Research data management

Good research data management (RDM) aids in making conscious decisions about your research data. It is one of the most important facets of research management today, with universities and funding agencies propelling the use of RDM forwards. RDM is an important part of facilitating a culture of open science. Data that is well documented, curated and shared, is easier for fellow researchers and the public to find, validate, and reuse.

Language in Interaction is funded by a Gravitation grant from the Dutch Science Organisation (Nederlandse Organisatie voor Wetenschappelijk Onderzoek, NWO). NWO is committed to furthering open access sharing of data resulting from research which was paid for by public funds. All research performed in the Language in Interaction consortium should be published open access. This includes datasets generating from NWO funded research. For more information on NWO guidelines on open science, please refer to the NWO website (

The most important backbone of good RDM is generally considered to be the FAIR principles ( FAIR stands for Findable Accessible Interoperable Reusable and each of these principles is detailed on the FAIR website. This guideline is most commonly used by research institutes in implementing their RDM guidelines.

For the Language in Interaction consortium, research data is collected from a multitude of institutes. This means that first and foremost, as a researcher who is part of the consortium, you must be aware of the local guidelines used by your department and institute and make sure you follow them. All data management pages for research institutes associated with Language in Interaction can be found at the bottom of this page. You can also contact your local data manager for more information.

As a consortium we are dedicated to furthering open science and require our researchers to follow several steps in their RDM:

  1. A research data management plan (DMP) must be filled out and discussed with the data manager to ensure all RDM follows FAIR principles.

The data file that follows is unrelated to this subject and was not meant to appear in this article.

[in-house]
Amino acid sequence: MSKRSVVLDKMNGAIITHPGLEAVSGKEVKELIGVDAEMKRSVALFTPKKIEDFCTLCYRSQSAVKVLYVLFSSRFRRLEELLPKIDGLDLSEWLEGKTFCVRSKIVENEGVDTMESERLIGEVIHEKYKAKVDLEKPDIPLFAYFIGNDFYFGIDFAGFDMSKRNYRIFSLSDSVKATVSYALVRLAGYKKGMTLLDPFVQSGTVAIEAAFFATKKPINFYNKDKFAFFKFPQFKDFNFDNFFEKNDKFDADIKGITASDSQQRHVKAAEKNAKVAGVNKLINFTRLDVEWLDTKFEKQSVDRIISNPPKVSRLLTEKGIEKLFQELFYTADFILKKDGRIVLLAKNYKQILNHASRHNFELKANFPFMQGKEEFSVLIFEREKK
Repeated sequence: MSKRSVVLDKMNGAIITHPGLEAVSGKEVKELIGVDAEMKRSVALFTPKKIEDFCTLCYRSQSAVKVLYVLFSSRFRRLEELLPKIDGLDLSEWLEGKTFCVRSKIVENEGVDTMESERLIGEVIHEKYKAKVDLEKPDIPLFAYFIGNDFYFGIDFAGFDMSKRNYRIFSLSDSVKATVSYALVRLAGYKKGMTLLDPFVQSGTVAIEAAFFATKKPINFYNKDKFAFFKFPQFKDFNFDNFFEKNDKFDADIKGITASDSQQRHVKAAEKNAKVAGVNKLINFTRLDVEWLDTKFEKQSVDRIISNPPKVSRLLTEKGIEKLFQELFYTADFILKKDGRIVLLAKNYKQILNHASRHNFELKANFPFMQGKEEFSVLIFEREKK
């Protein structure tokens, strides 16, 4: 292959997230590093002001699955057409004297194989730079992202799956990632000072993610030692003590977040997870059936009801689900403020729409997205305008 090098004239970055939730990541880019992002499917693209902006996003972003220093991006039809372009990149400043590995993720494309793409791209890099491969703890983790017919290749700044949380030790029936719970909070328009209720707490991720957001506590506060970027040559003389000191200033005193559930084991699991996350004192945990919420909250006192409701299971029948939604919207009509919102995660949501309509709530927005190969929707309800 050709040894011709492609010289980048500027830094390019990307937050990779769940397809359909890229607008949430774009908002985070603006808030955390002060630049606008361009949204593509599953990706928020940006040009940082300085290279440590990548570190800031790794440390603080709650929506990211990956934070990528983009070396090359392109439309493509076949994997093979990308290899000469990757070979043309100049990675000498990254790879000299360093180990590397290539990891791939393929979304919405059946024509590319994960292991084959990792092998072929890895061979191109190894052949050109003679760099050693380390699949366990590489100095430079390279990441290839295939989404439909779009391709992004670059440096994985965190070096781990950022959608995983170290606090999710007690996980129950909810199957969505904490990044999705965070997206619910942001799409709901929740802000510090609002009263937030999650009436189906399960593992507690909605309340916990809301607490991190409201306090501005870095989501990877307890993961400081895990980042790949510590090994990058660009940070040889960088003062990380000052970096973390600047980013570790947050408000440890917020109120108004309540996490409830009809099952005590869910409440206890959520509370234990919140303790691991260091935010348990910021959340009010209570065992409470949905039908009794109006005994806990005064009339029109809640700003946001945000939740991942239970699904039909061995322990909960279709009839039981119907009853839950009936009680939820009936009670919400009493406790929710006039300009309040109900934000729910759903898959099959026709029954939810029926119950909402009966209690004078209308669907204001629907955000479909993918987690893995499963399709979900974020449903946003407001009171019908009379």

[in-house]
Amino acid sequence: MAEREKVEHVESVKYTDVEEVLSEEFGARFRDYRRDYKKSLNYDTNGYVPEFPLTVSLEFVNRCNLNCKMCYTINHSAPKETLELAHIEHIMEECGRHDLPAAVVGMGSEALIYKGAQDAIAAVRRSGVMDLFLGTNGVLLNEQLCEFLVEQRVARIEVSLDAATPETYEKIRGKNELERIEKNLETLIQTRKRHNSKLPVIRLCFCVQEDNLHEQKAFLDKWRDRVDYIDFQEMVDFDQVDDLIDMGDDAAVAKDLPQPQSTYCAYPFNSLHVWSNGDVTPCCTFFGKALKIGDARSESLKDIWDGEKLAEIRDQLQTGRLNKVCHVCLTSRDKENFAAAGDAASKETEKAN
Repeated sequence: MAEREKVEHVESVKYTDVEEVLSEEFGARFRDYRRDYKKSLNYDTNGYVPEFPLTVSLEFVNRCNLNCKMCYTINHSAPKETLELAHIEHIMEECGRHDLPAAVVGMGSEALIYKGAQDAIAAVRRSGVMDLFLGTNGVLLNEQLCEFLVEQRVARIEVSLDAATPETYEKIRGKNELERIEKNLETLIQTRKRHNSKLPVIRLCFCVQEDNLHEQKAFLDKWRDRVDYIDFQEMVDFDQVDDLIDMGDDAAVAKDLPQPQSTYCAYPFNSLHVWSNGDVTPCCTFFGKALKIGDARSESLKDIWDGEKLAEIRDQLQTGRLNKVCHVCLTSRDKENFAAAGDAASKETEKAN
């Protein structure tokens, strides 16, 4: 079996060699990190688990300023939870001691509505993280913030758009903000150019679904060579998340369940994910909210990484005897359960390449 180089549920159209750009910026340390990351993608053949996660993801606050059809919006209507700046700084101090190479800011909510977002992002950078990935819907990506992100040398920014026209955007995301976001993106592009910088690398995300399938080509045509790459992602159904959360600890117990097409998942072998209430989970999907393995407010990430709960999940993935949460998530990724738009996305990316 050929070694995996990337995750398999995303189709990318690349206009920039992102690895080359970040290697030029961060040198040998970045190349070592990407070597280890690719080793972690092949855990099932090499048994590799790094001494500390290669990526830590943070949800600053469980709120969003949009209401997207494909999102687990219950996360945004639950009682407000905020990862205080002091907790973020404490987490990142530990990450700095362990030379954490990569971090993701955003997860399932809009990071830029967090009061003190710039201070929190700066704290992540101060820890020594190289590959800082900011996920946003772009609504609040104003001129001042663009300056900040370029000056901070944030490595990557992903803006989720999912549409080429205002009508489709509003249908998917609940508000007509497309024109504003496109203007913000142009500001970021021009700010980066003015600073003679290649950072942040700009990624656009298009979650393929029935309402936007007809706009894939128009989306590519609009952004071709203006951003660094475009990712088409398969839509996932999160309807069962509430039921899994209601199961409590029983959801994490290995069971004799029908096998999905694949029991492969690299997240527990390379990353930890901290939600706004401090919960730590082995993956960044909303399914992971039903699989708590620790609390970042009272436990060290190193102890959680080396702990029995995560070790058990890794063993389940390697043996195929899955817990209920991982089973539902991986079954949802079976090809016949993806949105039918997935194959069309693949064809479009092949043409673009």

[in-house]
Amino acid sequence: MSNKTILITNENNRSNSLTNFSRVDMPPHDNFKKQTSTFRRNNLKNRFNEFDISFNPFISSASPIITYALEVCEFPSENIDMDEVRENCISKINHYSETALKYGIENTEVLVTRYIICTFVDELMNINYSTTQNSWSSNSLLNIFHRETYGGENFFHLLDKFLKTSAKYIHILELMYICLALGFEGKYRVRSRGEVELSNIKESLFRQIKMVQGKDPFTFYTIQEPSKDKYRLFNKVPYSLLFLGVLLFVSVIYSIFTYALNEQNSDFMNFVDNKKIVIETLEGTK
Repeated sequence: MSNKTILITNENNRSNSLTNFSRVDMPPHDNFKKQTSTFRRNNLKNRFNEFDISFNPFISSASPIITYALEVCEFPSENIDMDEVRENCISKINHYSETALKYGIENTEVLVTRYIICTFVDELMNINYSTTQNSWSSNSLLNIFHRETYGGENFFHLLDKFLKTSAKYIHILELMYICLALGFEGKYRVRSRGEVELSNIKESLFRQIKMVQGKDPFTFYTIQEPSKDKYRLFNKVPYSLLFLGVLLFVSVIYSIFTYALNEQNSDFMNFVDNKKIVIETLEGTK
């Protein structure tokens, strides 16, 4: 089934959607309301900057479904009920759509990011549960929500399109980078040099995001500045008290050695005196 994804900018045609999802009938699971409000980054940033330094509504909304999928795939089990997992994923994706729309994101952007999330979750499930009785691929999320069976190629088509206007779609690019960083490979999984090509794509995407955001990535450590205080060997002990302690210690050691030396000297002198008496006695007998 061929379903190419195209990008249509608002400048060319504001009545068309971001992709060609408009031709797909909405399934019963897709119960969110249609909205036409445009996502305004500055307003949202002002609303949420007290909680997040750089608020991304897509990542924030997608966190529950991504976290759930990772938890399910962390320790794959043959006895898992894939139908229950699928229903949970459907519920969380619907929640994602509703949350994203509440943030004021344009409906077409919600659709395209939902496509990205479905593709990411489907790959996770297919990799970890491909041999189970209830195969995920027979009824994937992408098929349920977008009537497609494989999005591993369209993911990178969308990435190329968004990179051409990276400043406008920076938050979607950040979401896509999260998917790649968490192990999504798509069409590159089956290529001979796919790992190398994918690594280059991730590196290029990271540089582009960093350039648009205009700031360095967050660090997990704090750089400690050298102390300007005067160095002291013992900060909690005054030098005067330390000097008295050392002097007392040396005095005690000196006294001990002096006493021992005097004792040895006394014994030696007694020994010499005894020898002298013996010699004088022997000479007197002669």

2. Datasets should be shared upon publication of associated articles.


Each researcher in the Language in Interaction consortium is required to fill out the Data Management Plan. For collaborative projects, researchers can work together on one plan for the project group. When you begin your research in the consortium, you will be contacted with a request to fill out the DMP. For help with your DMP you can always contact the Language in Interaction office.

You can download the Language in Interaction Data Management Plan here. Because RDM is ever evolving, the DMP may be changed and updated along the way. If changes are required, you will be contacted again.

Filling out a DMP helps to think about the way data is going to be collected, stored, used, archived and shared at an early stage in the research process. Being informed about procedures, best practices, metadata standards and archiving will help streamline the execution of your research plans and the publication process.


All datasets accompanying published work from the Language in Interaction consortium need to be shared. This means that if you publish an article that has an associated dataset that can be shared, the dataset needs to be shared through a repository. The general rule of thumb is that each dataset should be shared as fully open access (everyone can see and access the data). However, if there is reason to restrict access upon request because of privacy concerns or use rights of the data, this is allowed. If you are in doubt whether your data can be openly shared, you should always contact your local data manager or the consortium data manager, who can help you make these decisions. Again, filling out the DMP will make you think about these questions in an early stage.

All publications (both research articles and datasets) should include appropriate acknowledgement of Language in Interaction funding by NWO, by including a line such as: “This research was funded by the Dutch Research Council (NWO) under Gravitation grant Language in Interaction, grant number 024.001.006”.


Radboud University Nijmegen

Radboud University Nijmegen Medical Centre

Donders Institute for Brain, Cognition and Behaviour Nijmegen

Max Planck Institute Nijmegen

University of Amsterdam

Leiden University

Utrecht University

Maastricht University

Tilburg University